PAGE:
It happens to us, so why can’t it happen to bacteria? The grey dreariness that often makes us want to go into hibernation mode (if only work, life, etc. would let us) also slows down the metabolic rate of aerobic bacteria.
The air temperature around the compost in a self-contained composting toilet remains at room temperature since the compost chamber sits inside the pedestal within a bathroom. However, a split-system toilet with a pedestal in the bathroom and compost chamber outside is exposed to the elements and can experience slow composting during colder periods.
The optimal temperature for composting is between late spring, summer and early Autumn where daily temperatures never fall below 13 degrees. Below this temperature, the composting process will slow or even stop completely. That said, while the outer layers of your pile are at the mercy of the daily highs and lows, the centre of the pile can still be warm and actively composting because of heat generated by bacteria. As air temperatures warm up in the spring, microbial activity will resume throughout the pile.
If you want to speed things along during winter simply follow these tips to get those microbes munching along happily in your split system:
Moisture and Oxygen
A compost pile needs the right amount of air and water (in addition to carbon and nitrogen) to be successful. So when temperatures drop the pile may retain its moisture for longer than drier summer months. So while water in the summer may be a necessary amendment, the addition of too much moisture in winter months (i.e. urine) will force air out of pore spaces in your compost pile, suffocating our dear aerobic bacteria friends.
The use of a urine diverting pedestal in colder climates provides control over the moisture content of the pile. To use such a pedestal does not mean you have to sacrifice the look of your bathroom. Manufacturers have now streamlined the design and attractive looking urine diverting pedestals are readily available.
Increasing the amount of carbon in the pile by adding bulking agent such as wood shavings during winter is particularly important. Ensure the bulking agent you are using is between 1 to 3cm in length. The finer bulking agent is great for increasing surface area for the microbes to work on but too fine and you reduce the ability of the pile to be aerated.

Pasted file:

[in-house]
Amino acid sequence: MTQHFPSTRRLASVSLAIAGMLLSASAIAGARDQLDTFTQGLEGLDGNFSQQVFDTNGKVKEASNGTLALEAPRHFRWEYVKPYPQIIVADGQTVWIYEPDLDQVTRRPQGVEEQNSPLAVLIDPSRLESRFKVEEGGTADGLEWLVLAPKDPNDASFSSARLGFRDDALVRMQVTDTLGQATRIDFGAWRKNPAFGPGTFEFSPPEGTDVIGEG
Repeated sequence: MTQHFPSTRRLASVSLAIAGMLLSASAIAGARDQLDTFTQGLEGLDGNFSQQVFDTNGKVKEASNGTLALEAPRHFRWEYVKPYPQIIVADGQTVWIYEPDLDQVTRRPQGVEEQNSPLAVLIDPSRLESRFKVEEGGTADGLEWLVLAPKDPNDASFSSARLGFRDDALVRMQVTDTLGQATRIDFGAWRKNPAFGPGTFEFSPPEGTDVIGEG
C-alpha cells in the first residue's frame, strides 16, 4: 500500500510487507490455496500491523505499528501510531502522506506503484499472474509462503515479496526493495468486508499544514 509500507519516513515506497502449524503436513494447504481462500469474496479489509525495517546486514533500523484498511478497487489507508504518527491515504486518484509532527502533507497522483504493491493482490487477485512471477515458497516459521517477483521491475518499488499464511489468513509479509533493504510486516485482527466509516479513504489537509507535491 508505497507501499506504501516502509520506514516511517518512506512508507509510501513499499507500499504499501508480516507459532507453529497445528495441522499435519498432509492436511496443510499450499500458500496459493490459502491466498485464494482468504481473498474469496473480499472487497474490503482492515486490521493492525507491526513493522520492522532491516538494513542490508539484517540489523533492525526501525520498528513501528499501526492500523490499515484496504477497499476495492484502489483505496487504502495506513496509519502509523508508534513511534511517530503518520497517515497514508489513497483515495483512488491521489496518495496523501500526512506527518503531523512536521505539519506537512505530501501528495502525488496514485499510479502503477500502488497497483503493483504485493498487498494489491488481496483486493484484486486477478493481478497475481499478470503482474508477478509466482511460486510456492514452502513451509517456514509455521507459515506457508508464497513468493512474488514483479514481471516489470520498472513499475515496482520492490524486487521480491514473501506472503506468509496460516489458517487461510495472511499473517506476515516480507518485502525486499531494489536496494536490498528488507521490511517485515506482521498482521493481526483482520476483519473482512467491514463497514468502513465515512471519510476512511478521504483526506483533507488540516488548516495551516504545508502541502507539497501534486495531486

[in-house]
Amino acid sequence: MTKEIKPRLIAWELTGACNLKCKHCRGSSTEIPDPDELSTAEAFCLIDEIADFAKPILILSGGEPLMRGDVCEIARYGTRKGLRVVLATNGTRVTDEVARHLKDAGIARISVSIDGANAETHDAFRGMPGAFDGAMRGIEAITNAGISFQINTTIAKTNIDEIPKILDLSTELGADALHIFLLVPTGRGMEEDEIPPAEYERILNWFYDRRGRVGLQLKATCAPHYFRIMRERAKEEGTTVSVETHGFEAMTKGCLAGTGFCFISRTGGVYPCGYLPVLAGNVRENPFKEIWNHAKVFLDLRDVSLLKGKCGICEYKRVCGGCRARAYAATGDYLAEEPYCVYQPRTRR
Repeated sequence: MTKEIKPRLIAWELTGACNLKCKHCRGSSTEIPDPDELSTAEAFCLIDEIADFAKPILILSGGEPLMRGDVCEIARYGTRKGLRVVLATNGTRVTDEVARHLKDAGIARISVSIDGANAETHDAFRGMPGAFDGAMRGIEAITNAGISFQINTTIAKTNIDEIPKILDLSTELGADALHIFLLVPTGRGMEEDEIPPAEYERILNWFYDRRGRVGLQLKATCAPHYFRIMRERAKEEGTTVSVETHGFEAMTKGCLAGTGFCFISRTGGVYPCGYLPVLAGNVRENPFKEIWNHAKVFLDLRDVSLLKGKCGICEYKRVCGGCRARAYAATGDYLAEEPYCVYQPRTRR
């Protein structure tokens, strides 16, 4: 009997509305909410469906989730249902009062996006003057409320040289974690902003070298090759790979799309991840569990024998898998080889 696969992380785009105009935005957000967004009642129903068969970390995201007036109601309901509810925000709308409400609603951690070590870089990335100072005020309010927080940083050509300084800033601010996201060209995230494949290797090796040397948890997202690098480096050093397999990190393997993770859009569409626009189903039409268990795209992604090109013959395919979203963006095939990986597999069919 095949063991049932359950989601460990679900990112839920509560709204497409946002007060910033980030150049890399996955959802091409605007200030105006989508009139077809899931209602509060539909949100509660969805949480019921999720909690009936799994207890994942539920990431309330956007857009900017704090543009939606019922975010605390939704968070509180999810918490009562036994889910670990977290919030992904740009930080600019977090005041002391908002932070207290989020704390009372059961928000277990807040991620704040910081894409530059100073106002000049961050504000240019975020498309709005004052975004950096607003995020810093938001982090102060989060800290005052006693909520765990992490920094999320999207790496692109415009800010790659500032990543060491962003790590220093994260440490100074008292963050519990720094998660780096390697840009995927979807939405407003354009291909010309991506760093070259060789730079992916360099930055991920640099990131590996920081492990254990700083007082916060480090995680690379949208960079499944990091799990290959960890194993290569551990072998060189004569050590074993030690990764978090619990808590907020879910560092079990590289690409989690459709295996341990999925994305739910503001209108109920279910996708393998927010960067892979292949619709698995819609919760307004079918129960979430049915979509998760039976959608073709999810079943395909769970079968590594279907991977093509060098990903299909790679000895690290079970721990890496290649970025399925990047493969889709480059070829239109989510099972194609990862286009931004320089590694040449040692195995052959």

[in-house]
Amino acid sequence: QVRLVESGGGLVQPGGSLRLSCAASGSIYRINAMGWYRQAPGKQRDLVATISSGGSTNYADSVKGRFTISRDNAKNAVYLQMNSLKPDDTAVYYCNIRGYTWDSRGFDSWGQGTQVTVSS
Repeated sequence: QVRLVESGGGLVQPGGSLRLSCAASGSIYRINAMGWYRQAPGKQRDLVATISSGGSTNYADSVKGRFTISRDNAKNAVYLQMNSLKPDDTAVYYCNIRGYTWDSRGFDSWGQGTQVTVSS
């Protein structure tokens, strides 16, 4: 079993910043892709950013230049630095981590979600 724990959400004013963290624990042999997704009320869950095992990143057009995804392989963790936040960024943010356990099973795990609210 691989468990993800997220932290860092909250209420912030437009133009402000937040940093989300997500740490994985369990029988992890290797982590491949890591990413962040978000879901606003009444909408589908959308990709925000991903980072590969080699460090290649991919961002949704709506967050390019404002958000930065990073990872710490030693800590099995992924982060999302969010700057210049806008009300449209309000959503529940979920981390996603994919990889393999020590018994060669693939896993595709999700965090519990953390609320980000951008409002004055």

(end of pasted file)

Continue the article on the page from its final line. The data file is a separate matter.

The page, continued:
Ensure your ventilation fan is running 24 hrs a day as well since this will help dry out the pile via the internal aeration pipes or laminar flow (depending on the model).
As the composting process will slow down during winter time, the chamber will be filled up quicker. If this is the case, you may need to heat or insulate the chamber. Less technical ways of doing this over winter are by (a) creating a box with hay bales and lid with an upcycled window arrangement, (b) wrapping the chamber in insulating material like a yoga mat or bubble wrap or (c) placing the chamber in a pop-up greenhouse.
In particular cold locations, some customers have syphoned air from their roof space and using the existing ventilation system pulled the hot air through the chamber.
Some models are often placed directly under the house and stay static connected to the waste chute. The additional sealing off of the area around the unit with the use of glass, perspex or another transparent material, on the sun-facing side, will drastically increase the temperature of the compost pile.
Ecoflo Wastewater Management has been experimenting and we have now finalised our research and development on the heater pads, for Nature Loo Classic 850 - check out heater pad; and Clivus Multrum (CM8-CM40) models, see 240V 250W heater pad for more info. In the meantime, if you have any of your own tips we'd be happy to hear them!